From behind a frozen granite slab, the staff of Cold Stone Creamery blends custom servings of ice cream and creative mix-ins to fit customers’ exact specifications. Founded by Donald and Susan Sutherland in 1988, Cold Stone began under the hot Arizona sun, eventually spreading its frosty fingers to encompass more than 1,400 locations worldwide. Despite the size of the company, each location’s staff keeps up the handcrafted quality, making ice cream onsite every day and using those signature spades to create delicious pointillist art against the freezer wall.
With more than 845 locations, Jamba Juice proves to the masses that nutrition can be speedy and delicious. Since the beginning, the company?s product philosophy has revolved around choosing whole fruits and other natural ingredients over artificial flavorings, sweeteners, and preservatives. The menu is completely free of high-fructose corn syrup and trans fats, and it offers additional accommodations for vegan and gluten-free diets.
This naturalistic approach is fully realized in Jamba Juice's selection of smoothies. Made with 100% fruit juice, sherbet, and frozen yogurt, the frosty delights range from all-fruit smoothies such as Peach Perfection and Strawberry Whirl to more indulgent creamy treats, including Peanut Butter Moo'd, an enticing blend of peanut butter, bananas, nonfat vanilla frozen yogurt, and milk chocolate. The lunch hour presents toasted bistro sandwiches and California Flatbreads that pack only about 320?420 calories each.
In addition to providing healthy eats to customers, Jamba Juice sponsors Team Up for a Healthy America. The initiative fights childhood obesity while encouraging fans to join the Team Up community of celebrities, athletes and other leaders committed to getting kids active?which they can do by visiting the main Jamba Juice website.
Before opening up shop in 2011, self-taught baker Maricel spent 10 years honing her skills and taste testing her creations with her husband and three daughters. These days, she continues using natural and organic ingredients to whip up cupcakes, mini cupcakes, and tartlets entirely from scratch. The core of her tartlet arsenal remains sweet potato, peach cobbler, and pecan, but her cupcakes and mini cupcakes constantly evolve with innovative flavors such as a maple cupcake topped with bacon pieces and a coconut cupcake slathered with cream cheese frosting. Along with individual and by the dozen purchases, Maricel dispenses her mini cupcakes in bouquets and atop rental towers, which fit 50–60 treats. Every Tuesday through Saturday, she and her dedicated staffers are available to take orders and walk customers through the process of shrinking cakes with repeated dryer sessions.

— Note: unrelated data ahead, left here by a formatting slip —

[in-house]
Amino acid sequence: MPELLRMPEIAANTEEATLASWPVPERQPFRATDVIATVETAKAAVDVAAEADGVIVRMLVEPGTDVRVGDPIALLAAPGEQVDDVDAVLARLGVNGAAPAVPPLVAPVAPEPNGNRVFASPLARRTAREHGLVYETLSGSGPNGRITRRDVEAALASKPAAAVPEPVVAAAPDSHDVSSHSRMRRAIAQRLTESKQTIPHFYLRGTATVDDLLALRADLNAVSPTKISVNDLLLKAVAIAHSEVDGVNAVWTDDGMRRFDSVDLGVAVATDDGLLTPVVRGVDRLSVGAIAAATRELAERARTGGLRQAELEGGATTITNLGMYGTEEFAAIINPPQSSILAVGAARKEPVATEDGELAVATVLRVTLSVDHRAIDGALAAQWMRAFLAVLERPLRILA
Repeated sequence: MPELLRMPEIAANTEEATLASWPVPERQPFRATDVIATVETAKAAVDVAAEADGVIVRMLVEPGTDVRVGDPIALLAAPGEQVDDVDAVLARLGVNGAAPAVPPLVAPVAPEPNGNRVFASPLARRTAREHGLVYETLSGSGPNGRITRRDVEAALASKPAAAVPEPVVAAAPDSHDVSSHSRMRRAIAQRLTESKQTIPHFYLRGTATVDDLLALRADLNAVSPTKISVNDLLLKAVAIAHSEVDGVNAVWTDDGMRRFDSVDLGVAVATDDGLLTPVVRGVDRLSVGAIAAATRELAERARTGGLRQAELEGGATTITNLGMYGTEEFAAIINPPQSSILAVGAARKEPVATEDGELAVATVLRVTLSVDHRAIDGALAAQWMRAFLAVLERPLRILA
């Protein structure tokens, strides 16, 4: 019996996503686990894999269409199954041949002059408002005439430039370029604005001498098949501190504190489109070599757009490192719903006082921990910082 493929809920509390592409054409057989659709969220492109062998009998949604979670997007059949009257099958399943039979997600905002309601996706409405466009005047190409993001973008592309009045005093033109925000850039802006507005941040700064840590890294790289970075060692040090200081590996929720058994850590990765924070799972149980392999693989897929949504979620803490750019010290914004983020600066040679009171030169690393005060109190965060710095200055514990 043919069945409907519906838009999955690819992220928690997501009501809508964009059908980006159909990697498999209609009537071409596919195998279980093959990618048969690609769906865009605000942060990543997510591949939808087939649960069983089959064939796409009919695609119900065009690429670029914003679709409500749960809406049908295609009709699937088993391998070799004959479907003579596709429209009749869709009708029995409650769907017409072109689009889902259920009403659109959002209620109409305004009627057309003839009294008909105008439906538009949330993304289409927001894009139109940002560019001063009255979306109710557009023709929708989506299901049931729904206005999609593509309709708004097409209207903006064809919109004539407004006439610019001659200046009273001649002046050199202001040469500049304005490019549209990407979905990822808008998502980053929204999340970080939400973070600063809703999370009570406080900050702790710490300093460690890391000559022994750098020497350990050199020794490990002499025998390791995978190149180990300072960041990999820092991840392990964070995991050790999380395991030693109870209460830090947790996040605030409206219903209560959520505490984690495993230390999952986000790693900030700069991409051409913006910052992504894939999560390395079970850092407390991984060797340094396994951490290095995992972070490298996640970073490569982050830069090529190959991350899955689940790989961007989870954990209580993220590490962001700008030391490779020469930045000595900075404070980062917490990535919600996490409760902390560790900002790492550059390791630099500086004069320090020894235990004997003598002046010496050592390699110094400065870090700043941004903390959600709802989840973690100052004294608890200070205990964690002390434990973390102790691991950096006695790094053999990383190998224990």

At Madi Kat Cupcakes, being old-fashioned is a good thing. The bakers here embrace an old-fashioned work ethic, making their custom cakes, cupcakes, cookies, and other assorted sweet treats from scratch throughout the day. But the homemade approach doesn't just guarantee freshness?it also means there are always plenty of possibilities for customers with dietary restrictions who need their desserts to be made gluten- or dairy-free. Basic and gourmet flavors include everything from butterscotch to s'mores to pink champagne, and sizing options include a dozen cupcakes, round or square cakes that feed anywhere from 18 to 128, or basic sheet or fitted sheet cakes.
The shelves of Legendary Doughnuts are lined each day with an ever-changing variety of hand-rolled, fresh fried treats topped with unconventional frostings and toppings. Shoppers can sink their teeth into the extra-large glazed Homer Simpson or try the George Washington, a chocolate-cake donut with chocolate-cherry ganache and almond slices. Old-fashioned varieties include the lemon-coconut donut with a lemon glaze and a crown of coconut, and specialties include the Fluff-A-Nutter stuffed with banana, peanut butter, and marshmallow. Legendary Doughnuts fills custom orders, too, whether customers would like an assortment of seasonal donuts, a tower of 25 donut balls, or a special plate of three donuts stacked and decorated to look like a hamburger.
Before teaming up in 1953, Burt Baskin and Irv Robbins were seasoned business owners with their own ice-cream shops. The words ?unusual varieties? shone high above each shop, signaling their respective owners? passion for anything but an ordinary dessert experience. When the two got together, it was natural that they?d adopt the theme of ?31 flavors,? one for each day of the month. Since then, Baskin-Robbins has introduced more than 1,000 flavors and opened shops with more than 5,800 franchise owners worldwide. Even their little pink tasting spoon has become a staple as a way to make flavor browsing an event by allowing guests to try specialties without paying cash or chicken-based trade for the privilege.